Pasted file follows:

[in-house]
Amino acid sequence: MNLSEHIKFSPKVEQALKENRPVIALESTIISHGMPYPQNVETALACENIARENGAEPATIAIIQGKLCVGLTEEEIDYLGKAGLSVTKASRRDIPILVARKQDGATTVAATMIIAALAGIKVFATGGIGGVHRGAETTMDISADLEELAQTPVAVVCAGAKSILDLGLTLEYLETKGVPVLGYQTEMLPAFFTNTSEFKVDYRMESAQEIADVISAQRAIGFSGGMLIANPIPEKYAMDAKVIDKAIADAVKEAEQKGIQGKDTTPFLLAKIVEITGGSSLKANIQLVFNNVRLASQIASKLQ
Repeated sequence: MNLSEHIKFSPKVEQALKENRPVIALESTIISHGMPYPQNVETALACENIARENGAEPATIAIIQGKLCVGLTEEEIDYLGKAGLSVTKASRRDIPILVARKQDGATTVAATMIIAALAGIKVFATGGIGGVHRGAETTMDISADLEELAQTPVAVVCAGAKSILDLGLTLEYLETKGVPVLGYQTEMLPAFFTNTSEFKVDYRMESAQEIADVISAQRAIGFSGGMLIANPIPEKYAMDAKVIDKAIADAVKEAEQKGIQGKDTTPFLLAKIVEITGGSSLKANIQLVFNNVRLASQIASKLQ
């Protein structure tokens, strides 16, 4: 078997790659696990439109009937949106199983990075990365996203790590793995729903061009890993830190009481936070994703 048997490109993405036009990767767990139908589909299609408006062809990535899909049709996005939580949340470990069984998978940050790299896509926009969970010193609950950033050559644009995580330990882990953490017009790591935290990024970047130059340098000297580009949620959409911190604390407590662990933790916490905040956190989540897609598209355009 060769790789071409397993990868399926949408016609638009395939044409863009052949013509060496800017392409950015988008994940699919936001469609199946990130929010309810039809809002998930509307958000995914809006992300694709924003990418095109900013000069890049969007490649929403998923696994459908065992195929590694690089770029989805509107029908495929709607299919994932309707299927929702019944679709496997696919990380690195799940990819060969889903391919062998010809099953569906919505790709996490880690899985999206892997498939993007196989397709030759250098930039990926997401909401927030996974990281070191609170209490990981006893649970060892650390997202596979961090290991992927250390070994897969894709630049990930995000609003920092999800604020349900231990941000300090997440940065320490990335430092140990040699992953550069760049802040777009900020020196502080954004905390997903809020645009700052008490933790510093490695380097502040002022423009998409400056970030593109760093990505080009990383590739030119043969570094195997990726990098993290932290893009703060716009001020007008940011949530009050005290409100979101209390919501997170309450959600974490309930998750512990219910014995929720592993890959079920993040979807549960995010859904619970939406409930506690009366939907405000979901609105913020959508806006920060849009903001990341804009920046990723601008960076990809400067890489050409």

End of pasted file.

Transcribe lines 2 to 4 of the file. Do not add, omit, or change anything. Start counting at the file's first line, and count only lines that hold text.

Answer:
Amino acid sequence: MNLSEHIKFSPKVEQALKENRPVIALESTIISHGMPYPQNVETALACENIARENGAEPATIAIIQGKLCVGLTEEEIDYLGKAGLSVTKASRRDIPILVARKQDGATTVAATMIIAALAGIKVFATGGIGGVHRGAETTMDISADLEELAQTPVAVVCAGAKSILDLGLTLEYLETKGVPVLGYQTEMLPAFFTNTSEFKVDYRMESAQEIADVISAQRAIGFSGGMLIANPIPEKYAMDAKVIDKAIADAVKEAEQKGIQGKDTTPFLLAKIVEITGGSSLKANIQLVFNNVRLASQIASKLQ
Repeated sequence: MNLSEHIKFSPKVEQALKENRPVIALESTIISHGMPYPQNVETALACENIARENGAEPATIAIIQGKLCVGLTEEEIDYLGKAGLSVTKASRRDIPILVARKQDGATTVAATMIIAALAGIKVFATGGIGGVHRGAETTMDISADLEELAQTPVAVVCAGAKSILDLGLTLEYLETKGVPVLGYQTEMLPAFFTNTSEFKVDYRMESAQEIADVISAQRAIGFSGGMLIANPIPEKYAMDAKVIDKAIADAVKEAEQKGIQGKDTTPFLLAKIVEITGGSSLKANIQLVFNNVRLASQIASKLQ
């Protein structure tokens, strides 16, 4: 078997790659696990439109009937949106199983990075990365996203790590793995729903061009890993830190009481936070994703 048997490109993405036009990767767990139908589909299609408006062809990535899909049709996005939580949340470990069984998978940050790299896509926009969970010193609950950033050559644009995580330990882990953490017009790591935290990024970047130059340098000297580009949620959409911190604390407590662990933790916490905040956190989540897609598209355009 060769790789071409397993990868399926949408016609638009395939044409863009052949013509060496800017392409950015988008994940699919936001469609199946990130929010309810039809809002998930509307958000995914809006992300694709924003990418095109900013000069890049969007490649929403998923696994459908065992195929590694690089770029989805509107029908495929709607299919994932309707299927929702019944679709496997696919990380690195799940990819060969889903391919062998010809099953569906919505790709996490880690899985999206892997498939993007196989397709030759250098930039990926997401909401927030996974990281070191609170209490990981006893649970060892650390997202596979961090290991992927250390070994897969894709630049990930995000609003920092999800604020349900231990941000300090997440940065320490990335430092140990040699992953550069760049802040777009900020020196502080954004905390997903809020645009700052008490933790510093490695380097502040002022423009998409400056970030593109760093990505080009990383590739030119043969570094195997990726990098993290932290893009703060716009001020007008940011949530009050005290409100979101209390919501997170309450959600974490309930998750512990219910014995929720592993890959079920993040979807549960995010859904619970939406409930506690009366939907405000979901609105913020959508806006920060849009903001990341804009920046990723601008960076990809400067890489050409």